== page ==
In fact I was wrong: Facebook will make fan pages paying. Social networks are not media. These are playgrounds for customer relationships. You have the choice to play or not, and even to advocate your own gaming system taking into account the customs and traditions in place. Facebook is a breeding ground, not a hunting reserve.


However, you’ll always find case studies that show it’s possible to acquire customers on social networks. Great stories, perfectly true, speaking of buzz and virality, record sales at the end of intelligent and masterful operations on the networks. The truth is that they are not reproducible. They are totally context-dependent, both in terms of reputation, customer base and mobilisation. Above all, they talk about values ​​and something shared between the brand and its customers. A mode of celebration. What would you really celebrate with your customers, that they would recognize as such?
The questions put to brands by social networks are “What do I share with my clients? What we can say that is really worthwhile?”.
The real question is what will my customers remember about what I sell them, and what is strong enough for them to speak about it themselves?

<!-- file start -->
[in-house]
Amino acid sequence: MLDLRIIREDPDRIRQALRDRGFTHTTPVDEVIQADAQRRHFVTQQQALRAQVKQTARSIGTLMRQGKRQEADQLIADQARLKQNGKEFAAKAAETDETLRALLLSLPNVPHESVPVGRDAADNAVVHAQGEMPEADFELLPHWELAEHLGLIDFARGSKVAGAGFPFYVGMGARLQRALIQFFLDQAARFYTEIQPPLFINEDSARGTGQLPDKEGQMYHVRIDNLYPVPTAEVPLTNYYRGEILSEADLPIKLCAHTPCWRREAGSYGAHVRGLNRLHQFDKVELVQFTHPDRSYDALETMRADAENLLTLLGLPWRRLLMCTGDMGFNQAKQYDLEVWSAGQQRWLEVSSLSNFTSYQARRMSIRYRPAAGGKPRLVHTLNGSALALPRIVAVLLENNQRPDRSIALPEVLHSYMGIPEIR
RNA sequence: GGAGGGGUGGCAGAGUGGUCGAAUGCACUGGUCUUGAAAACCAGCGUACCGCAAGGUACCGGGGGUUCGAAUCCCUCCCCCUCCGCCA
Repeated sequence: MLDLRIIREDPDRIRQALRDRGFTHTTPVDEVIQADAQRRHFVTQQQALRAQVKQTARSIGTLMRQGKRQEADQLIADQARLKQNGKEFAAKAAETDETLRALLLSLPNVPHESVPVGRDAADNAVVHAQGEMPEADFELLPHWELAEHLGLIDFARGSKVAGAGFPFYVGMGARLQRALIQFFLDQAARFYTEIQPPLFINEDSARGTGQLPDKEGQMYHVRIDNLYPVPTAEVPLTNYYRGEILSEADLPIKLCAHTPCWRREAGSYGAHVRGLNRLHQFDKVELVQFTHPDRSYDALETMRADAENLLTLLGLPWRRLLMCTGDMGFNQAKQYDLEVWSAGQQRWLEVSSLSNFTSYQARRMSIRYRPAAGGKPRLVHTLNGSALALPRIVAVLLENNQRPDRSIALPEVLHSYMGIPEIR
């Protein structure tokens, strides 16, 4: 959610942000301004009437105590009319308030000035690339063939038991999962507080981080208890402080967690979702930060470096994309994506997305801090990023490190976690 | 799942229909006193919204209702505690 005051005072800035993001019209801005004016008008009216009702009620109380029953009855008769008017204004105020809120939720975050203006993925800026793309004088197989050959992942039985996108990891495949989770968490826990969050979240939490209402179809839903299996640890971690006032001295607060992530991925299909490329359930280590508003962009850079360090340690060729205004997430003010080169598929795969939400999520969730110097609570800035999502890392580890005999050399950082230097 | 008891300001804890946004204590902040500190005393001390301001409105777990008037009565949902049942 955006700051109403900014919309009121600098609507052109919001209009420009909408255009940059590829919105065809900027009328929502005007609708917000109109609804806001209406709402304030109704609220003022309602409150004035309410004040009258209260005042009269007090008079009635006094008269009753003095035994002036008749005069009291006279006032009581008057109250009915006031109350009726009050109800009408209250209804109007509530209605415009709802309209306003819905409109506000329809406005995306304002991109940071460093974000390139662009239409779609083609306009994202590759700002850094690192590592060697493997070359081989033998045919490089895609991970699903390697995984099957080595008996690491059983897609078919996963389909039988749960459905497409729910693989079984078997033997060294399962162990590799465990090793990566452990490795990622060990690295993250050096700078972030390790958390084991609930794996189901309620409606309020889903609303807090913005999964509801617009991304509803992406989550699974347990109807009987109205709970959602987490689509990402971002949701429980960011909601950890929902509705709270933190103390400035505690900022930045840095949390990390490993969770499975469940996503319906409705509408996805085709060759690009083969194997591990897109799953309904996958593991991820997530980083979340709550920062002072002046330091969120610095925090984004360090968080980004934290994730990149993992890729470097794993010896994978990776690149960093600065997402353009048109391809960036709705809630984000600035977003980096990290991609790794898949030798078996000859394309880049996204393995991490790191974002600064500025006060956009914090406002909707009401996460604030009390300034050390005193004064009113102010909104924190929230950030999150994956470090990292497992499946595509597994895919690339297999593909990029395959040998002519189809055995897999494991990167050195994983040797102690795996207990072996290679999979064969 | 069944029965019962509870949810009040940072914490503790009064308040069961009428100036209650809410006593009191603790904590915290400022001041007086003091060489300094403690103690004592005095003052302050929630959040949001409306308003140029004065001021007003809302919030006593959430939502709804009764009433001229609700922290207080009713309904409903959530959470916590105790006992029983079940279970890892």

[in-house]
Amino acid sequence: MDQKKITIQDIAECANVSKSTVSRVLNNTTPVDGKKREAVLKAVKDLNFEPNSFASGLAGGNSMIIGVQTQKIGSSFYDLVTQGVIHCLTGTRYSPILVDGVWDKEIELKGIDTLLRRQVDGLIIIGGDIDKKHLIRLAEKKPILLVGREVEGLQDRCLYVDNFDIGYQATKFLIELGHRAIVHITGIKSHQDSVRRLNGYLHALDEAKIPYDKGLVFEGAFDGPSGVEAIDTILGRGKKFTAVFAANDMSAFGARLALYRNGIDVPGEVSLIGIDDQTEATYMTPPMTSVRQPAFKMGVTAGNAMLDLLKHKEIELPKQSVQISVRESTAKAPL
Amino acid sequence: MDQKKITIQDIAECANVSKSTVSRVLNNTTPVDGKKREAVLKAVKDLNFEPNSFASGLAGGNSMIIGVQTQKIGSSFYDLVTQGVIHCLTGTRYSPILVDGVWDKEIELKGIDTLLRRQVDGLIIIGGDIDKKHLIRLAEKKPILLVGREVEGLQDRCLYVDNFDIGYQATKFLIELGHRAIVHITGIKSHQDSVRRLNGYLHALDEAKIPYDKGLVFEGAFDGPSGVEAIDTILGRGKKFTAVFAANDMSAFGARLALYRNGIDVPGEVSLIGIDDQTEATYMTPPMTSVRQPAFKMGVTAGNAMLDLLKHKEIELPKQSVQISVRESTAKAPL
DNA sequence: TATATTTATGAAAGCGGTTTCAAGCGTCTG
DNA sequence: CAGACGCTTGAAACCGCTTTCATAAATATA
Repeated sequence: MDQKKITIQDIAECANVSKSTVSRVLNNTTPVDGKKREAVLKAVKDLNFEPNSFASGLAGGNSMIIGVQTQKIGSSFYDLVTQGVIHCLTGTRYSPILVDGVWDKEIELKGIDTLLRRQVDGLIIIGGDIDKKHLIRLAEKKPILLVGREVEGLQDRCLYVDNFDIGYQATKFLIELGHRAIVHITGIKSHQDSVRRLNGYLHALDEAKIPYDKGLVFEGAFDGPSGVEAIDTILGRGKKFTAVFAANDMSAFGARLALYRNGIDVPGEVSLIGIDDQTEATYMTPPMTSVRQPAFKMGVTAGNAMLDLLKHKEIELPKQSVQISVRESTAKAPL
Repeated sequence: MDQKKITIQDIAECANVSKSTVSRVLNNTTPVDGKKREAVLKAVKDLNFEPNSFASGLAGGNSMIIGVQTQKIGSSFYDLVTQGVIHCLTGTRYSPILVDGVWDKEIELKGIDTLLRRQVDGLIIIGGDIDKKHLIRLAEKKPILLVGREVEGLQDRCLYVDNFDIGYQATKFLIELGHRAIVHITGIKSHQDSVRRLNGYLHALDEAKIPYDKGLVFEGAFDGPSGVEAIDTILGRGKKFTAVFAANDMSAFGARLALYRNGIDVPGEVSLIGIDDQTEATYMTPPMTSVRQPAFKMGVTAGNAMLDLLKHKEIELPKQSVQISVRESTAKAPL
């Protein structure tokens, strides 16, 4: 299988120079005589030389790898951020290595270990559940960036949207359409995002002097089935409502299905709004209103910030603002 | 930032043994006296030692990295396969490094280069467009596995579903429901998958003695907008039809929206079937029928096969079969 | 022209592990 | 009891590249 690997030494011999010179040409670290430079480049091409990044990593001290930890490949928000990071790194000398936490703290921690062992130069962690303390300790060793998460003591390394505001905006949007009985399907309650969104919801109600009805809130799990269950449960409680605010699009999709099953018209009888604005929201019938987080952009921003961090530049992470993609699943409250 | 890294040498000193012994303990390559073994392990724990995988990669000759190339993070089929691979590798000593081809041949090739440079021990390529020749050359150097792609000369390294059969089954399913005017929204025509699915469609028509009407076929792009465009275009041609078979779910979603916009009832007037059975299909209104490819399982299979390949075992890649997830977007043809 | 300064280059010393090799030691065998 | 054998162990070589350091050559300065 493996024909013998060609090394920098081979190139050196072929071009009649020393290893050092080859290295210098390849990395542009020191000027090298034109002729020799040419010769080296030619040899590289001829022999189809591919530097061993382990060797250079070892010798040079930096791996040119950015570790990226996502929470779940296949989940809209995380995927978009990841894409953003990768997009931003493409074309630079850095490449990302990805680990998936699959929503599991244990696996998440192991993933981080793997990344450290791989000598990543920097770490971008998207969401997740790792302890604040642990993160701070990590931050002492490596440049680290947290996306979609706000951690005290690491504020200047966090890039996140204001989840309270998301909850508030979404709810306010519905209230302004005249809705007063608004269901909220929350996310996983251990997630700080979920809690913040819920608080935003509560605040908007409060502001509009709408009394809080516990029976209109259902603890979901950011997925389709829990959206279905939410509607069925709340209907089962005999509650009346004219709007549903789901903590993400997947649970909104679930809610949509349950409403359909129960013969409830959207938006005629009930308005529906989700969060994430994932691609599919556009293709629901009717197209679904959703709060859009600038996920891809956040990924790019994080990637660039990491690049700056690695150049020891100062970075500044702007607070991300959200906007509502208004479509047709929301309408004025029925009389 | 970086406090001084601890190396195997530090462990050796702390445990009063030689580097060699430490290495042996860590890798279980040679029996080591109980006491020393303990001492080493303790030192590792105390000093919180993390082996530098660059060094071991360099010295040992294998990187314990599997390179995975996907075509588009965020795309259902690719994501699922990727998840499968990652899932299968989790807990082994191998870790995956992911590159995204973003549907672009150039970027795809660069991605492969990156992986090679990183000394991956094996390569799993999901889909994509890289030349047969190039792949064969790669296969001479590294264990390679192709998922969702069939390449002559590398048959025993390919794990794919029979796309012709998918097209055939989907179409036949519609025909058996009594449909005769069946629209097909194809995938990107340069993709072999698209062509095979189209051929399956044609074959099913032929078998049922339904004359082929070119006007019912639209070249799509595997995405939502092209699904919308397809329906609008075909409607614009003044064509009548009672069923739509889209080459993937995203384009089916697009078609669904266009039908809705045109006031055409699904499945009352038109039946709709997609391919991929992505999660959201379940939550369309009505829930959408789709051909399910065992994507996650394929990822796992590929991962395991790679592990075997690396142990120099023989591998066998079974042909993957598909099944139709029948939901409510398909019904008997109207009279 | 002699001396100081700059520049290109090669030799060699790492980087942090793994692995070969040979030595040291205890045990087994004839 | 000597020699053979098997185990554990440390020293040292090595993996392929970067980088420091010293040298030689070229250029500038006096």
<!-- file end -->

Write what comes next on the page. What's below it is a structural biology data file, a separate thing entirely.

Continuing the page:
Obviously I’m talking about the buzz. I have already written about this and the fact that I hate purely tactical campaigns, which are sometimes at odds with the brand itself. I’m more of a promoter of the concept of pollination that refers to a sustainable sharing of elements of brand value. I’m in favour of brands being shared,  that customers are part of the marketing mix and that this is created over time, at the heart of the relationship and the daily contact. All this implies developing the experience, if not becoming one and that is another debate.

What I remember from recent debate is that the hunt is exciting and the farming is boring. Hunters are disappointed. They thought they had a new playground and it turns out not to be the case. Say rather that the game is wayward. They find themselves returning to hunt on old ground.  The hope of new horizons has disappointed. There is the disillusionment. This is not the case of farmers, even if the customer relationship is an obscure one, less adventurous, not featuring glorious campaigns and prestigious winners. That is also one of the elements of the case.
Meanwhile, cows that are treated well and raised with love make for a tastier and more expensive meat. Customers are certainly not calves, but well-treated customers, the least one could expect, can lead to acquisition costs that make conversation. Well-treating your customers, is to at least maintain, if not develop your margins. You won’t cease to have customers. They inhabit social networks. What would you do?

2493830399_4b824810ec_b Post by Alexis MONS, illustration via Dynamosquito